UK supermarkets are rationing fresh fruit and vegetables in stores as crop shortages leave shelves empty
Supermarkets are rationing fresh fruit and vegetables sales as import shortages and a severe drop in UK production have left bare shelves this week.
British greenhouse production is at a 40-year low due to high energy prices and labour issues, and severe weather across north Africa and southern Europe has hit import volumes. Greenhouse production in the Netherlands is also down due to high gas prices.
Faced with bare shelves, Morrisons put a two-per-customer limit on products including lettuce, tomatoes and peppers from Wednesday (22 February). Asda, meanwhile, on Tuesday (21 February) asked each customer to buy no more than three packs of tomatoes, peppers, cucumbers, lettuce, salad bags, broccoli, cauliflower and raspberries.
“Like other supermarkets, we are experiencing sourcing challenges on some products that are grown in southern Spain and north Africa,” an Asda spokesperson said.
Then Tesco and Aldi on Wednesday (22 February) announced they would also restrict the sale of certain fresh produce items, amid mounting concerns over fruit and veg shortages.
Aldi said it was rationing the sale of peppers, cucumbers and tomatoes to three units per person “to ensure as many customers as possible can buy what they need”.
The announcement was swiftly followed by Tesco, which had earlier said it had no plans to impose limits, but subsequently confirmed it would also introduce a three item limit on the same lines as a “precautionary measure” to maintain stocks. This was “in light of temporary supply challenges on some lines”, the retailer said.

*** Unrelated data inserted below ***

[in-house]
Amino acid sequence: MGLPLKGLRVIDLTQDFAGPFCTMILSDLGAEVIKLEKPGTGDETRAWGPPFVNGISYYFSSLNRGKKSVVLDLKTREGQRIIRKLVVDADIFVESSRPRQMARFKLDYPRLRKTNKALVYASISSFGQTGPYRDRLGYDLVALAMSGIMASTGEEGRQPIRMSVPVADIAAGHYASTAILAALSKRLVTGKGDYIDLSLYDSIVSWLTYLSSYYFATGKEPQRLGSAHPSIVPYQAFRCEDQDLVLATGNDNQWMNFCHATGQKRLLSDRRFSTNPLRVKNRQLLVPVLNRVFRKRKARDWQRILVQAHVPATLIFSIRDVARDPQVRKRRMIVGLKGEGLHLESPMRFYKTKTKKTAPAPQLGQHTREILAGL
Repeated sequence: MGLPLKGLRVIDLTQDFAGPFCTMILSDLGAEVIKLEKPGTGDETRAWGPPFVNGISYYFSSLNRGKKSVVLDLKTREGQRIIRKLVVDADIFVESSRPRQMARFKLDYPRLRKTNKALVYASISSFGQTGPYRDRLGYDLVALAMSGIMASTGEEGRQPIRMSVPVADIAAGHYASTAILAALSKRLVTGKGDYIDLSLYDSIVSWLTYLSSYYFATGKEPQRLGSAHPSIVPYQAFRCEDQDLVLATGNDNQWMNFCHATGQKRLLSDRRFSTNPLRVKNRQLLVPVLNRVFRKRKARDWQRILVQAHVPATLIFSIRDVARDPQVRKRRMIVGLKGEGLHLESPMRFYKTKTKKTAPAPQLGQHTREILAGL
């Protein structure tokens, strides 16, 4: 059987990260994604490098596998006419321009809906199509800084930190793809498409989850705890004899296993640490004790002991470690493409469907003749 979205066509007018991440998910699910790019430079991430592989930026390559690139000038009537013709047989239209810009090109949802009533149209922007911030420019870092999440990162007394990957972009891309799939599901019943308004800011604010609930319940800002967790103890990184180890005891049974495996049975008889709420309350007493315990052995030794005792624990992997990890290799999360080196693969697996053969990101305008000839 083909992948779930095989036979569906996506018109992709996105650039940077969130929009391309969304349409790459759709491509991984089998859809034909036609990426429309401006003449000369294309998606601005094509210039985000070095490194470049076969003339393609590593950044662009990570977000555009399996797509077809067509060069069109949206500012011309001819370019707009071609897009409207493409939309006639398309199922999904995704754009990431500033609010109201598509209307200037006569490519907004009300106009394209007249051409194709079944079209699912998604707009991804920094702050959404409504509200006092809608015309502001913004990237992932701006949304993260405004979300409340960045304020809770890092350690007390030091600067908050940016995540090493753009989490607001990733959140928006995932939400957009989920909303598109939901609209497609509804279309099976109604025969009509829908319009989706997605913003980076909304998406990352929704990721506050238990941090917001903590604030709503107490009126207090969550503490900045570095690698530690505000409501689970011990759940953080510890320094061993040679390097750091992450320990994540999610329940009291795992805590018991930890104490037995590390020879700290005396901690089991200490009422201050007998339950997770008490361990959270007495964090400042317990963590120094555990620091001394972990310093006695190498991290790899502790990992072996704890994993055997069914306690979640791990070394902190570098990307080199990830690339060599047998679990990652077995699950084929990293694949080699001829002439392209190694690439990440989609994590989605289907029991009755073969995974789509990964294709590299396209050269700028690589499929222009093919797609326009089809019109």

The Co-op, Waitrose, Sainsbury’s, Marks & Spencer and Lidl said on Wednesday that they did not have any buying restrictions in place.
Pictures of empty supermarket shelves have been circulating on social media, after shoppers found it hard to get some items in recent days.
Minette Batters told the NFU annual conference in Birmingham on Tuesday (21 February) that UK greenhouse growers had mothballed many of their businesses due to high energy prices and post-Brexit labour shortages, “so we are seeing a huge contraction [and] the lowest levels of production since 1985, when records began.
Nationwide Produce managing director Tim O’Malley has warned that serious produce shortages and price hikes are likely for weeks.
The NFU said yesterday that the effect of energy costs on producers was a key factor and warned that farm-produce rationing could become a more frequent occurrence.
No comments yet